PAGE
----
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When you do what I do, you begin to notice certain faces returning, and you see changes with certain people, especially if they're using particular drugs, methamphetamine being one that has a distinct deteriorating effect on somebody's physical appearance. It really destroys them, and it's obvious. ...

Some people I have in here over 100 times, and I can look over a 10-, 15-, 20-year period and see how they've deteriorated, how they've changed. Some were quite attractive when they began to come to jail, young people who were full of health and had everything going for them -- intelligent, probably very skilled at what they did, or good students or good athletes -- and now they're a shell of what they once were. ...

One of the video histories that probably gets the most attention in this project ["Faces of Meth"] is the case of Theresa Baxter. The first time when she came into this jail and I was sitting at this very desk, she was quite visibly intoxicated by methamphetamine. She looked horrible. She looked at least 20 years older than she was. Her face was very wrinkled. Her skin was very thin. The quality of her hair was really bad. It was broken and brittle and had a lot of gray in it for her age. Her eyes were sunken. She had a big sore on her face with a bandage over it. Her teeth were missing, so her bones were sagging. And I looked back in her history, and at one time she was a fairly attractive young woman. ...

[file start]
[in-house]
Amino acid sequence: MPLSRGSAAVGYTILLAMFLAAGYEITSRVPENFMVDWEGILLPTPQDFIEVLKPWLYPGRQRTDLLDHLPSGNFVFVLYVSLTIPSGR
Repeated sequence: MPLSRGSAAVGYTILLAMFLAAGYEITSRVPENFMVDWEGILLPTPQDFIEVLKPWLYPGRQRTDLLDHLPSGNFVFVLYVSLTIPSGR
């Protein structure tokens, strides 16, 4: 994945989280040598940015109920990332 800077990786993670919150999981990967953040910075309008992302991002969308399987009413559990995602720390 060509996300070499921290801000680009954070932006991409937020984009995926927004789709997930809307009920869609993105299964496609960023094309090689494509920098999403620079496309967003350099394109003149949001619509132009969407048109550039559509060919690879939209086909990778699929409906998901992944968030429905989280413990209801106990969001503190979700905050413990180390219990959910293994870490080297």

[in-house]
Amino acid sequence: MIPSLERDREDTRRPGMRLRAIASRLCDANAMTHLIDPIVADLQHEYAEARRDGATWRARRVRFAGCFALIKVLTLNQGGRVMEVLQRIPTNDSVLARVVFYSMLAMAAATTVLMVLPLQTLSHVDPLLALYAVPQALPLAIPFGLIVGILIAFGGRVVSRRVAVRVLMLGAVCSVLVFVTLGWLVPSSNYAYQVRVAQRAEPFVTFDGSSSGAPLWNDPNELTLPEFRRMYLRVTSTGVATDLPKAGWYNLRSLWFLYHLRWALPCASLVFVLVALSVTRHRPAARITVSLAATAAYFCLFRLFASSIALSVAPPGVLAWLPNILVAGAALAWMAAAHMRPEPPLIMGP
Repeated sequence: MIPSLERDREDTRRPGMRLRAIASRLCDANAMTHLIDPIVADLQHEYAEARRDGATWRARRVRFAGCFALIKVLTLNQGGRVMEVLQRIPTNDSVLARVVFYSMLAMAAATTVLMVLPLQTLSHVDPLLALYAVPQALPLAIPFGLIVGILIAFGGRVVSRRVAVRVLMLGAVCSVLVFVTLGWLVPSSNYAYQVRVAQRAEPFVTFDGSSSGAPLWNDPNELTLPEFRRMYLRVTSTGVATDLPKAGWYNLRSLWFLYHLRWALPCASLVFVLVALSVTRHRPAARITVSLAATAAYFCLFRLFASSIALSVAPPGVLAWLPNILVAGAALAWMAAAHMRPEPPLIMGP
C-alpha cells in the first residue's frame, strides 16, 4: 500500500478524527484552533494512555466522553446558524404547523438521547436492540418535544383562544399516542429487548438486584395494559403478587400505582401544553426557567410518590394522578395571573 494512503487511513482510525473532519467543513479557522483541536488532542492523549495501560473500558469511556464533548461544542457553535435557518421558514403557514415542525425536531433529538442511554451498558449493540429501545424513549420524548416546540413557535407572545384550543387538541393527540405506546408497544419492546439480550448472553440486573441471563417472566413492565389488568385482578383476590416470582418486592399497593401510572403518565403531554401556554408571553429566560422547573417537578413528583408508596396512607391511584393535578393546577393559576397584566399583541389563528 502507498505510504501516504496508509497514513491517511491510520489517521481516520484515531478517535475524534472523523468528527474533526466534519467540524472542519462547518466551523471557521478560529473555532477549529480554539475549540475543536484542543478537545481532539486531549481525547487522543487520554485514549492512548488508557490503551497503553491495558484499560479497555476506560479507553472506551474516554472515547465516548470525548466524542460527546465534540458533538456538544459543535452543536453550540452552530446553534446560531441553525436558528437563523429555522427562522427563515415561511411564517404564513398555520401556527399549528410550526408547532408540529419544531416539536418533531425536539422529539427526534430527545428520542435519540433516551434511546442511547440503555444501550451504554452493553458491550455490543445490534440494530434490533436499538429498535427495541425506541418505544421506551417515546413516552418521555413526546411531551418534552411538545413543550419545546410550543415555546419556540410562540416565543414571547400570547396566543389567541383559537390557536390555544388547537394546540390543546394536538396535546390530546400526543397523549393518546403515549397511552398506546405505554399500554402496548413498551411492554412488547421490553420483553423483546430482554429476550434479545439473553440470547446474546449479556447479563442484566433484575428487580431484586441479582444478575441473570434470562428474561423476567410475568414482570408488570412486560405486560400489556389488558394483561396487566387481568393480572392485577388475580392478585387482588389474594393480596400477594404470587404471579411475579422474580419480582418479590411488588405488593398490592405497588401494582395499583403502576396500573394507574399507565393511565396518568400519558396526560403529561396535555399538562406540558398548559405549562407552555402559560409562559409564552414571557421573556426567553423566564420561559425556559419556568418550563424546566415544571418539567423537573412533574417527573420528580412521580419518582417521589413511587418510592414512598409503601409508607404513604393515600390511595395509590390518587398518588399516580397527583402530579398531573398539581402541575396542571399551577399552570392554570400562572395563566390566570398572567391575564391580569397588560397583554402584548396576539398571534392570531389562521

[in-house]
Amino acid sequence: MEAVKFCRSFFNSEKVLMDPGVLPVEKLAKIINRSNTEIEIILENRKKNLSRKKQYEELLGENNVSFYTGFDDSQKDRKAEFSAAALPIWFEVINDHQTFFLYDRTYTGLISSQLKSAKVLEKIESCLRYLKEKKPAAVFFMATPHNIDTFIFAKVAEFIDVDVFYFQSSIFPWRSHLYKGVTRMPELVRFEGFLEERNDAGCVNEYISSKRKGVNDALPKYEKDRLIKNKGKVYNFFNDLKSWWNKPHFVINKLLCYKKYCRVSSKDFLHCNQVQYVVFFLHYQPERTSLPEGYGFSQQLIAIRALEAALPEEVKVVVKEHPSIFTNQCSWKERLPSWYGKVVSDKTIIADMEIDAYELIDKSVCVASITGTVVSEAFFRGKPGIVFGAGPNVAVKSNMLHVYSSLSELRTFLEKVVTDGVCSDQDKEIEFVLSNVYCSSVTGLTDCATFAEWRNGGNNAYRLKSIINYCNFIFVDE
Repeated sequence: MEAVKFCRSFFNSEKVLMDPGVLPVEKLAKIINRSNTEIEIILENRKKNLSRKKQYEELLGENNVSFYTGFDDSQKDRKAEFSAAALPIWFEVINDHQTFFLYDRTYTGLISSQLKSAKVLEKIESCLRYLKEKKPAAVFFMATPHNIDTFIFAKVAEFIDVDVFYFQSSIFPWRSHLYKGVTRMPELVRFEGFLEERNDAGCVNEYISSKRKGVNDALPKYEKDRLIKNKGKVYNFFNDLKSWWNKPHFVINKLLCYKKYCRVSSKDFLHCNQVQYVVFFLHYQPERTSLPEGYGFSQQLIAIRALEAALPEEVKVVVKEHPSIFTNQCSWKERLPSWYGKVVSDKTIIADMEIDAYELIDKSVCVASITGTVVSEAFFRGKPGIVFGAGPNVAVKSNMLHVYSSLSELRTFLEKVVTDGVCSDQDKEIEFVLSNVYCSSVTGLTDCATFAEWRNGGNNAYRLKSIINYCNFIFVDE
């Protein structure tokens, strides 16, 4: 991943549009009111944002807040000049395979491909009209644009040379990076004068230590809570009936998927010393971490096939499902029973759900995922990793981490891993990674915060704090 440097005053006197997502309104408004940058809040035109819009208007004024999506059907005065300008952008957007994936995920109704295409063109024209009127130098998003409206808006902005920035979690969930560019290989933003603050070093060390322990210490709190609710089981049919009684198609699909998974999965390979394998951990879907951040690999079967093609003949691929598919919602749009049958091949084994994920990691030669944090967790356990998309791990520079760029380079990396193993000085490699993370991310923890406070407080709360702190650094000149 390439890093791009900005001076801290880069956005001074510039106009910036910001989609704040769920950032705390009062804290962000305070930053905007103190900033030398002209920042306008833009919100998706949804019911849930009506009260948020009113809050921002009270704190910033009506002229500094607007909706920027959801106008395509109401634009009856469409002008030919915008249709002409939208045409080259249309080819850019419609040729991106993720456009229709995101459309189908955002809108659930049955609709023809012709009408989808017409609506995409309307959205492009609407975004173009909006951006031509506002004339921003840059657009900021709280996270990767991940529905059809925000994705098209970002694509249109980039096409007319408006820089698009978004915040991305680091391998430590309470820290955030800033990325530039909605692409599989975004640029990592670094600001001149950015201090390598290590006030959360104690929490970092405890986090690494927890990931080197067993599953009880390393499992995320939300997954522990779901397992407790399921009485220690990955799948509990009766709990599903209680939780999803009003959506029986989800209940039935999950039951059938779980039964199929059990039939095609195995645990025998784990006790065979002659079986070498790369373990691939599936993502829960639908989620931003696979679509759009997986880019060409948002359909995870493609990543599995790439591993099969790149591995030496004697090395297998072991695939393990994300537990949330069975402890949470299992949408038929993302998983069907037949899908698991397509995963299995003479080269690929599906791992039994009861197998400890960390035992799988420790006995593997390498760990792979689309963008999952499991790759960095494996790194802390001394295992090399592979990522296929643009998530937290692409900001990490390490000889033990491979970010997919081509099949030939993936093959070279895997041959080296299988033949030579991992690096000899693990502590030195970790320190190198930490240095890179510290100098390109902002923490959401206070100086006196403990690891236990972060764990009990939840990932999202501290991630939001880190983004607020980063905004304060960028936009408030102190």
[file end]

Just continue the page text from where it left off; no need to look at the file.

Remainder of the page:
My peers and I discussed how if a young person could see the transition from one mug shot to another, it may really have an impact on their decision to use these drugs that are so damaging to someone's appearance. ...

We've been really well received. One of the best experiences I had was when I went out to Sellwood Middle School here in Portland, and there were at least 500 people in the audience -- students, PTA, parents, school staff. And those kids were so interested in what I had to show and had so much feedback about how awful the drug was. ...

What I've observed when kids watch my program is they become pretty uncomfortable. ... People cover up their faces. They can't look. ... They feel sick to their stomach. But I think the most visible thing is their facial expression or the verbal utterances they make -- gasps in the audience. I like to see the kids talking about the faces: "Ooh, that's a bad one. Oh, look at that."

... I want that shock value to be there. I want to make an impact that lasts with these people. I want them to not forget what they've seen.

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posted feb. 14, 2006

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